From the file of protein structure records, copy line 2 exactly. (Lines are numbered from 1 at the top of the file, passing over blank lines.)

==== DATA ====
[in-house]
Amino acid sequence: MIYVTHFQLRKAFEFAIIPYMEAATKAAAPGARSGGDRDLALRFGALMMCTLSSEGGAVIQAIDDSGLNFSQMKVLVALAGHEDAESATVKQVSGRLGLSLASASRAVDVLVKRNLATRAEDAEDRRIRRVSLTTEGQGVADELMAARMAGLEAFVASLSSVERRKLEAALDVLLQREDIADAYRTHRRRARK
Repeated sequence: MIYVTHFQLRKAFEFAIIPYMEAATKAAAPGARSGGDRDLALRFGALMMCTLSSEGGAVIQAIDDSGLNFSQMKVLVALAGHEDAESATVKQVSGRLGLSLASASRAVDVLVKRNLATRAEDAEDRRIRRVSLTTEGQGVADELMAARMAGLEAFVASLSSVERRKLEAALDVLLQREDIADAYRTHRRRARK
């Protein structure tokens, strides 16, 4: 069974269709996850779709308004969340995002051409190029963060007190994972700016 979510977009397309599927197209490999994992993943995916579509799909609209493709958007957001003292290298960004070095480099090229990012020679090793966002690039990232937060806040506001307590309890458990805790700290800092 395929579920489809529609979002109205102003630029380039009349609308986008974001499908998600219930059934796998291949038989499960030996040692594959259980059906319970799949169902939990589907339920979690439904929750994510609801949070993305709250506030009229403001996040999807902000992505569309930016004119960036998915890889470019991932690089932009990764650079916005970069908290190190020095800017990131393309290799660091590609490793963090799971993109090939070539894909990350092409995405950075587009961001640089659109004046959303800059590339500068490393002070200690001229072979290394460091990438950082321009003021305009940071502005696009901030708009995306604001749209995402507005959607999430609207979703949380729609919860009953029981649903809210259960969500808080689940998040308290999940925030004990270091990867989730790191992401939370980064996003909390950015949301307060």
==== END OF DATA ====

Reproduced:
Amino acid sequence: MIYVTHFQLRKAFEFAIIPYMEAATKAAAPGARSGGDRDLALRFGALMMCTLSSEGGAVIQAIDDSGLNFSQMKVLVALAGHEDAESATVKQVSGRLGLSLASASRAVDVLVKRNLATRAEDAEDRRIRRVSLTTEGQGVADELMAARMAGLEAFVASLSSVERRKLEAALDVLLQREDIADAYRTHRRRARK